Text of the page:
For most Christians, “legalism” is something to avoid—except when we’re talking about the law of the land.

Consider how we usually tell the story of Jesus and the woman caught in adultery (John 8:1–11). This woman was obviously a sinner. She had broken God’s commandments. But when the scribes and Pharisees brought her to Jesus, he did not condemn her. Instead, he exposed the self-righteous hypocrisy of her accusers: “Let any one of you who is without sin be the first to throw a stone at her.”

The moral of the story? Mercy triumphs over judgment.

True enough. But when we set aside our religious jargon for a moment, we find ourselves telling an even more surprising story—a story, it turns out, about crime and law enforcement.

I had read this passage countless times, but it was only while preparing to teach a course in prison that it occurred to me that this woman really had broken the law. Adultery may not be a crime in our world, but it was in first-century Judea—under both Jewish and Roman law. To put it in modern terms, the adulterous woman was a criminal and Jesus helped her evade punishment.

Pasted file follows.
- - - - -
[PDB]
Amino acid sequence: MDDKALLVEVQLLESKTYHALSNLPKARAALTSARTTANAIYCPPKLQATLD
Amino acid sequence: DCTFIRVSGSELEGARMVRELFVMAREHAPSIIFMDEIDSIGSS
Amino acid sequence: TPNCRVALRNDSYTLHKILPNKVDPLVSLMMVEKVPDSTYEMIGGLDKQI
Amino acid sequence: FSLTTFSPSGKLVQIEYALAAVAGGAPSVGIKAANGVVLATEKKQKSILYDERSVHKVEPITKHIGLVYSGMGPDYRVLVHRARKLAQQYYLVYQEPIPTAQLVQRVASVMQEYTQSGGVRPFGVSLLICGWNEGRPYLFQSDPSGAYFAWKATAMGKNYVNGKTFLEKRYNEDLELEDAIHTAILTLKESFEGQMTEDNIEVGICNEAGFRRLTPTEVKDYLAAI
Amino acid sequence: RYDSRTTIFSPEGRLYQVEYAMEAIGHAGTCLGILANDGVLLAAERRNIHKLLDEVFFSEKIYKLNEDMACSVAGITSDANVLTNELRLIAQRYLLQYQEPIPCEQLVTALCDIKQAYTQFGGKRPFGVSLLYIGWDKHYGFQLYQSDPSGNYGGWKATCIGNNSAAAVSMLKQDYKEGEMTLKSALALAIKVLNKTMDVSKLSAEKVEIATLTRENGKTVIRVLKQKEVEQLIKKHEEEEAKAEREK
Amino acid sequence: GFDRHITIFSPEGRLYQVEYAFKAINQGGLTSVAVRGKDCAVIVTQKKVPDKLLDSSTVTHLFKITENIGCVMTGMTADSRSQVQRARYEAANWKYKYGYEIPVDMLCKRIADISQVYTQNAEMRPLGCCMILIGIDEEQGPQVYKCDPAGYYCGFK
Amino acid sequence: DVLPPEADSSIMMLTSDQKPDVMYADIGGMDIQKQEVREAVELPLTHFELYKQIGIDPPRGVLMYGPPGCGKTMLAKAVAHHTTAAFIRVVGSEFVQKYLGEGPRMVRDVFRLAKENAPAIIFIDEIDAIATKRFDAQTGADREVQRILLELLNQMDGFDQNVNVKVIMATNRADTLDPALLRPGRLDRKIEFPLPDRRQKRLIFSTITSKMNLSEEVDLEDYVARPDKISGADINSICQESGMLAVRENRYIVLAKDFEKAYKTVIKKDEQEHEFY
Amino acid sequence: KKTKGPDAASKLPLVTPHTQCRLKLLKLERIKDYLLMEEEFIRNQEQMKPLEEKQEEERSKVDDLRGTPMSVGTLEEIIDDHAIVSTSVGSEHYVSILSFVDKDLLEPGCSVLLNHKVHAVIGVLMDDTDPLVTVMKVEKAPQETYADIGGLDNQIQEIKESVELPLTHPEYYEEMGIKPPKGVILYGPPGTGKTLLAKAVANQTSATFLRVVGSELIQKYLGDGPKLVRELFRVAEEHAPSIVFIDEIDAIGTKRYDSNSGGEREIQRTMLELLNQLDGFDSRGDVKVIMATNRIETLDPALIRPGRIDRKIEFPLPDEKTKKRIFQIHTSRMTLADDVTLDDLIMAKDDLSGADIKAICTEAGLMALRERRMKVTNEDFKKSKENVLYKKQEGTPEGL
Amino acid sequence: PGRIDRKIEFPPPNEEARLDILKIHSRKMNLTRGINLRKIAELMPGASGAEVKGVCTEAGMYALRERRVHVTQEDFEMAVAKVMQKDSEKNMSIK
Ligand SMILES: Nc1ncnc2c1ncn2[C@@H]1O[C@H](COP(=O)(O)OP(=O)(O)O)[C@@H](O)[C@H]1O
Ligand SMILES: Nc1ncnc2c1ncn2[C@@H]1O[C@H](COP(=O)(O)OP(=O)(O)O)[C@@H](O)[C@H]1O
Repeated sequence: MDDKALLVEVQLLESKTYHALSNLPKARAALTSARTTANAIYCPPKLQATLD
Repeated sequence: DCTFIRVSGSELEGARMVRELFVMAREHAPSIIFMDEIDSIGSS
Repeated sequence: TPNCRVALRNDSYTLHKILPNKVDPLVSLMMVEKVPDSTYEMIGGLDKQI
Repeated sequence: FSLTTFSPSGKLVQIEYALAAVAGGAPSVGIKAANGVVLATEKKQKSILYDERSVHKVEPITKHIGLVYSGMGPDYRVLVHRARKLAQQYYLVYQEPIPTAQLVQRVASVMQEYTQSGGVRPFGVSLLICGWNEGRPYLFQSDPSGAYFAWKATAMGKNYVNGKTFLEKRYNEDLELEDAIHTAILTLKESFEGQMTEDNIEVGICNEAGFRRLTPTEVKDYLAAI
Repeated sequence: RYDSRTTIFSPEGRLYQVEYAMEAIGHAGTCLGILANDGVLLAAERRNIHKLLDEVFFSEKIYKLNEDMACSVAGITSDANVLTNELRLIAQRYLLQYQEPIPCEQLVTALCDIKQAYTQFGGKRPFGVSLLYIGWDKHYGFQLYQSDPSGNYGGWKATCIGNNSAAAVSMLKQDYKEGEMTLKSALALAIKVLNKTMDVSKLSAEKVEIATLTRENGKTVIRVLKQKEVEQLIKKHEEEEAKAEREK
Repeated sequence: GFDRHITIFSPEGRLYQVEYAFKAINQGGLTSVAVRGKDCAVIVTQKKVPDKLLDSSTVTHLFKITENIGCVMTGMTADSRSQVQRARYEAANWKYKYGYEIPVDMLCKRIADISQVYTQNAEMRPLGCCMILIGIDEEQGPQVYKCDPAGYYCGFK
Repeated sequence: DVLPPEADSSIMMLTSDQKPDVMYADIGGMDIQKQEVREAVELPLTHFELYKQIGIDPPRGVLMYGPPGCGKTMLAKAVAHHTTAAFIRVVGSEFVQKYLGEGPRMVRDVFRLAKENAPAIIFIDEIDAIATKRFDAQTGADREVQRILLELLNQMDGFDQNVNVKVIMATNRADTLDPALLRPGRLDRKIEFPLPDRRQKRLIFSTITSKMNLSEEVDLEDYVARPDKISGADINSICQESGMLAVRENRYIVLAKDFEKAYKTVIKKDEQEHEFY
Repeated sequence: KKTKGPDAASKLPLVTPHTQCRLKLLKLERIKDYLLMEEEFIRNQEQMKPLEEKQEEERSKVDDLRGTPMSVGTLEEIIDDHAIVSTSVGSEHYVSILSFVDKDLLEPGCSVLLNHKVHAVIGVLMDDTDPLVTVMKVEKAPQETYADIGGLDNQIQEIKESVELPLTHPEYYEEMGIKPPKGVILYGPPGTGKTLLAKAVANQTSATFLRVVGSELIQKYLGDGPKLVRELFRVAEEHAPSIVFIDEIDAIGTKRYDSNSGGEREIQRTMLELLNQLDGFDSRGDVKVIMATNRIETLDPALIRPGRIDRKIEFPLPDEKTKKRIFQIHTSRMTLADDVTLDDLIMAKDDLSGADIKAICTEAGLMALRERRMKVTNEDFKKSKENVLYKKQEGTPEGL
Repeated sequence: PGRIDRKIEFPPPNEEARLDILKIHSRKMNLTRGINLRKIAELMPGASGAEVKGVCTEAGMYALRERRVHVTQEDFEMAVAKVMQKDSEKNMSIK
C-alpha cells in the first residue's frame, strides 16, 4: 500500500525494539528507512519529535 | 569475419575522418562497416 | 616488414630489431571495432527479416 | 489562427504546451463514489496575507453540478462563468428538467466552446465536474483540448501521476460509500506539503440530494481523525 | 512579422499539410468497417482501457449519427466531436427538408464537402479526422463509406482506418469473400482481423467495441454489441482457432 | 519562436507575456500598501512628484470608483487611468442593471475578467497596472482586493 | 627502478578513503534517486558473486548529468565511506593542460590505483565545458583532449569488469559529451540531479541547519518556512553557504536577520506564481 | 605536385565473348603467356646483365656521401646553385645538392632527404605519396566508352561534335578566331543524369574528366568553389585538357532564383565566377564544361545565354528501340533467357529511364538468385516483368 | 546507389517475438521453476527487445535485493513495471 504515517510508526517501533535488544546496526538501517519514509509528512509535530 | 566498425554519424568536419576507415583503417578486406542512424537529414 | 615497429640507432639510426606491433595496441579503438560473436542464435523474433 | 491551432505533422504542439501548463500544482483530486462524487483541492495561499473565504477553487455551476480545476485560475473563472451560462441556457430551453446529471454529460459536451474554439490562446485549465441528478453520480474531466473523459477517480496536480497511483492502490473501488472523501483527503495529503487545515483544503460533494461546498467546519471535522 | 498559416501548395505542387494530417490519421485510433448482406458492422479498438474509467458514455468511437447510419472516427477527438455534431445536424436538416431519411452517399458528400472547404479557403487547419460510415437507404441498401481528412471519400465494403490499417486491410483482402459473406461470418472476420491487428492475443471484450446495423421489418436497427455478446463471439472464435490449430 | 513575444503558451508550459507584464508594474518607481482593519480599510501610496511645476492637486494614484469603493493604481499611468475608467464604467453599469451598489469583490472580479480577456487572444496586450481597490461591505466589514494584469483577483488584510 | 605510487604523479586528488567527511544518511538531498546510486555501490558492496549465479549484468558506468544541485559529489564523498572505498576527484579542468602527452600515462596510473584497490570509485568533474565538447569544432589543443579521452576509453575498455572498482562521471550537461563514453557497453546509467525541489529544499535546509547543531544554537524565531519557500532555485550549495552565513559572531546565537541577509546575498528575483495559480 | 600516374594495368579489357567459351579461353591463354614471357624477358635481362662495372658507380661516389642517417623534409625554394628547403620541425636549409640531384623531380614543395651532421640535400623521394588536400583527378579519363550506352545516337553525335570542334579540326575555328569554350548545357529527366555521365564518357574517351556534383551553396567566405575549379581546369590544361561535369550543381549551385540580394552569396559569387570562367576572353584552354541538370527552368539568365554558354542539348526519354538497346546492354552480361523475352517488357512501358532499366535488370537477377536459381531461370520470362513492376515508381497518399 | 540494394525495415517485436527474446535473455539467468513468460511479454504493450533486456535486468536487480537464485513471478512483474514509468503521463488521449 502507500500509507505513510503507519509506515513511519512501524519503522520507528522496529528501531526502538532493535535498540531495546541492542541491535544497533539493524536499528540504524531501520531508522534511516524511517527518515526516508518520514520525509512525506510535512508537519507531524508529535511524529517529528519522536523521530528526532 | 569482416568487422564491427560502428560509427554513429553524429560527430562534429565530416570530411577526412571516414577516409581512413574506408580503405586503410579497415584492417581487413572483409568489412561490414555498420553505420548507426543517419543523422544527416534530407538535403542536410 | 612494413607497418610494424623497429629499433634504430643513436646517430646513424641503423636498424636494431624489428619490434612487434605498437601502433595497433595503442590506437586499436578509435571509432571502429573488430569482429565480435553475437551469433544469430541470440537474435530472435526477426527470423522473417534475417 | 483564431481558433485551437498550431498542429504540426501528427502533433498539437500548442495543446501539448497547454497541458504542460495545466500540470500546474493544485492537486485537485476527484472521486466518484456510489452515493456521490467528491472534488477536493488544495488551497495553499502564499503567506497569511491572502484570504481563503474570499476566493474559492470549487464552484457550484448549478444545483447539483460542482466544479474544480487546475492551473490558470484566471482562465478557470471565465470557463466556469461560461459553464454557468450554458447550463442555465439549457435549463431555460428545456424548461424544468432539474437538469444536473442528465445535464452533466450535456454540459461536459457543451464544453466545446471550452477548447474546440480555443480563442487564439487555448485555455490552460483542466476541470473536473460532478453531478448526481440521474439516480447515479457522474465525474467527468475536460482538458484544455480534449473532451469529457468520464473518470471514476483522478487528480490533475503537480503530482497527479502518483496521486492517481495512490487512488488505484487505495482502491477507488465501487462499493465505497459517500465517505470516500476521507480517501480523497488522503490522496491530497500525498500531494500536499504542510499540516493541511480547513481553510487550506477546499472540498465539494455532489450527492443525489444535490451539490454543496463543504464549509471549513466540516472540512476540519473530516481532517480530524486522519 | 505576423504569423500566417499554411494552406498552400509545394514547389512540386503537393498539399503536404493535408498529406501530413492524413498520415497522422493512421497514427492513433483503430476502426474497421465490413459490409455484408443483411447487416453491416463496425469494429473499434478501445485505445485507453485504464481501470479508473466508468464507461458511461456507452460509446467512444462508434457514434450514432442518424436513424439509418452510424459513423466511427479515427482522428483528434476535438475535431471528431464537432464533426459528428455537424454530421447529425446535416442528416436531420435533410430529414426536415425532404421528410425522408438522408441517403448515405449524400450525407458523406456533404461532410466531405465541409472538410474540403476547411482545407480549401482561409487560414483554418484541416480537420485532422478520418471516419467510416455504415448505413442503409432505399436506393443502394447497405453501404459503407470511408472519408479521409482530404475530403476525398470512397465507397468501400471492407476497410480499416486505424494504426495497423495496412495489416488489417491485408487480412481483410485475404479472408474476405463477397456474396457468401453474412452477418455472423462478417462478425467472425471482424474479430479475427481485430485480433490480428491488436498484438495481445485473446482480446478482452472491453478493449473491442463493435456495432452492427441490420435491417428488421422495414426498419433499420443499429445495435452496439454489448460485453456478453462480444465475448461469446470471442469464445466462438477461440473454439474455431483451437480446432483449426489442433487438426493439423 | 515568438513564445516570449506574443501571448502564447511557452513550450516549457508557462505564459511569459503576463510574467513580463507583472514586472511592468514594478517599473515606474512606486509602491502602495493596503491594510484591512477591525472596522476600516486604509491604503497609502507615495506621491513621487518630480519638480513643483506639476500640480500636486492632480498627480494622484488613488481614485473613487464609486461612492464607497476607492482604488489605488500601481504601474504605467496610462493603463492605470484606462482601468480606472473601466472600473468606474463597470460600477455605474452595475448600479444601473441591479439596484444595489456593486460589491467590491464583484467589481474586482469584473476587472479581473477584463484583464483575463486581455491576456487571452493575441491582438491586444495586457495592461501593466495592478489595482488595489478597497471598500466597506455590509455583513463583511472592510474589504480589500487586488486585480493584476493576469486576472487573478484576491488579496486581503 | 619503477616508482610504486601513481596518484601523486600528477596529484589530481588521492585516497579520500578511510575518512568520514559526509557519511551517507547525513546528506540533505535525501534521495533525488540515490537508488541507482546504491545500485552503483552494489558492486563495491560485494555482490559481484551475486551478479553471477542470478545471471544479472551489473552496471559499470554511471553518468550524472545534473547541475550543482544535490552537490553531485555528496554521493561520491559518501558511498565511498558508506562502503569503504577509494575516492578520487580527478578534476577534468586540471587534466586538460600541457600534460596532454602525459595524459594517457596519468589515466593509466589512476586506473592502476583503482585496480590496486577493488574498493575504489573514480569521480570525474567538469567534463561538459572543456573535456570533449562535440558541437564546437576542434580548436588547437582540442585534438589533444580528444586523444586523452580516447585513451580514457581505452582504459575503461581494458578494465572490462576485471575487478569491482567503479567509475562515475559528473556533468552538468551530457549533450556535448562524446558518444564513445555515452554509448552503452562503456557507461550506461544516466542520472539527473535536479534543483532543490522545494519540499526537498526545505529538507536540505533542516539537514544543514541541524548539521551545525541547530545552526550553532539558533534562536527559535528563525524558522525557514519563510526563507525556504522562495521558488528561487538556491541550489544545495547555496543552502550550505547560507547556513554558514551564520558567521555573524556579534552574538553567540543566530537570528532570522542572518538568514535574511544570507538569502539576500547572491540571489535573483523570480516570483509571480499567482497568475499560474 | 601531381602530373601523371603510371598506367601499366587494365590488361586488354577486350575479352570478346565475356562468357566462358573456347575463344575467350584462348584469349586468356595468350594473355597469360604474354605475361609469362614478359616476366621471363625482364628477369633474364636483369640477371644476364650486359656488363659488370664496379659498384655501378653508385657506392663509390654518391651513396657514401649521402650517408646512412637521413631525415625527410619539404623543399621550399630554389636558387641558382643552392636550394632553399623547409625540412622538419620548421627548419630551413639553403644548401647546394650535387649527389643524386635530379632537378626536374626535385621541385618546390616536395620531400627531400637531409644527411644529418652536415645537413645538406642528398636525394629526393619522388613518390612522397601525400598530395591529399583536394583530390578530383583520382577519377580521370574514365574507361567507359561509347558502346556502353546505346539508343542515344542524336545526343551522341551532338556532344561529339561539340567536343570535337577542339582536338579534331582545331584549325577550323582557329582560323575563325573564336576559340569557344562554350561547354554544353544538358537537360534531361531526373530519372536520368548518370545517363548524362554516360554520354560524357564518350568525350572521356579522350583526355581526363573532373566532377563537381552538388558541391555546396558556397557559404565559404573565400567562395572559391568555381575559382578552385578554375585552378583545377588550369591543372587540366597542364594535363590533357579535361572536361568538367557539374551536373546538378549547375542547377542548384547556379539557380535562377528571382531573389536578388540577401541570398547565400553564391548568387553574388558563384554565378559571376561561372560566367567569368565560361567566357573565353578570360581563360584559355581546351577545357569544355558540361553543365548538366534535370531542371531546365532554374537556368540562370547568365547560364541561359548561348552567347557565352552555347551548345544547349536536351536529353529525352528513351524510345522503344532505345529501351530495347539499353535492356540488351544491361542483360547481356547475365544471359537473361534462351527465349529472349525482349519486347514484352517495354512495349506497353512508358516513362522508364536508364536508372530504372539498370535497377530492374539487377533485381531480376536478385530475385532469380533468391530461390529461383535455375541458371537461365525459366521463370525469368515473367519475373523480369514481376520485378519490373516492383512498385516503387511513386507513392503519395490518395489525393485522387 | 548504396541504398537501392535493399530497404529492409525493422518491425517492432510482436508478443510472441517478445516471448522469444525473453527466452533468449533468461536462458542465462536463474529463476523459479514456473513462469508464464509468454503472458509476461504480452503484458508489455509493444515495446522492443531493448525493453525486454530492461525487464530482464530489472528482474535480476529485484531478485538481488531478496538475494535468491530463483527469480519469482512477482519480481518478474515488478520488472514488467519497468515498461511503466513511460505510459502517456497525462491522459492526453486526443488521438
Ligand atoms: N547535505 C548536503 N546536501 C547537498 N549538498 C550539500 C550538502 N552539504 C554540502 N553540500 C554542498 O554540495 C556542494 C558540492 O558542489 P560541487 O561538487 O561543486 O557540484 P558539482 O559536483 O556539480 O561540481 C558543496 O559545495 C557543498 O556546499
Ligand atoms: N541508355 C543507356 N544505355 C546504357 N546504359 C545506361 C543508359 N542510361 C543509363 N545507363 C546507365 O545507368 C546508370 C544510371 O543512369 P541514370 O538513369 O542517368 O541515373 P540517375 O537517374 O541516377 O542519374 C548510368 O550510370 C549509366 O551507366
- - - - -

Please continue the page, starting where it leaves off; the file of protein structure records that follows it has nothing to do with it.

“Let any one of you who is without sin be the first to throw a stone.” As I thought of my students in prison, Jesus’ words took on a new layer of meaning. The grace Jesus offered did not just challenge the legalism of her accusers. It also challenged my own attachment to the retributive logic of law and order. Here was a story of God’s boundless love for sinners, yes—but also a story of God’s redemptive grace for those we call criminals.

Just imagine replacing adultery with a different crime, one that violates our own laws, and notice how troubling the story sounds. A man caught dealing drugs, a woman charged with credit card fraud, a teen who stole a car. “Has no one condemned you?” Jesus asks. “Go now and leave your life of sin.”

He does not say, “God may forgive you—but according to the law you must be punished.”

The longer I thought about it, the more surprising this passage became. Here was a story stranger and more challenging than I had ever suspected, a story that cut to the root of how Christians engage with issues of law and justice. Why had I never noticed this before?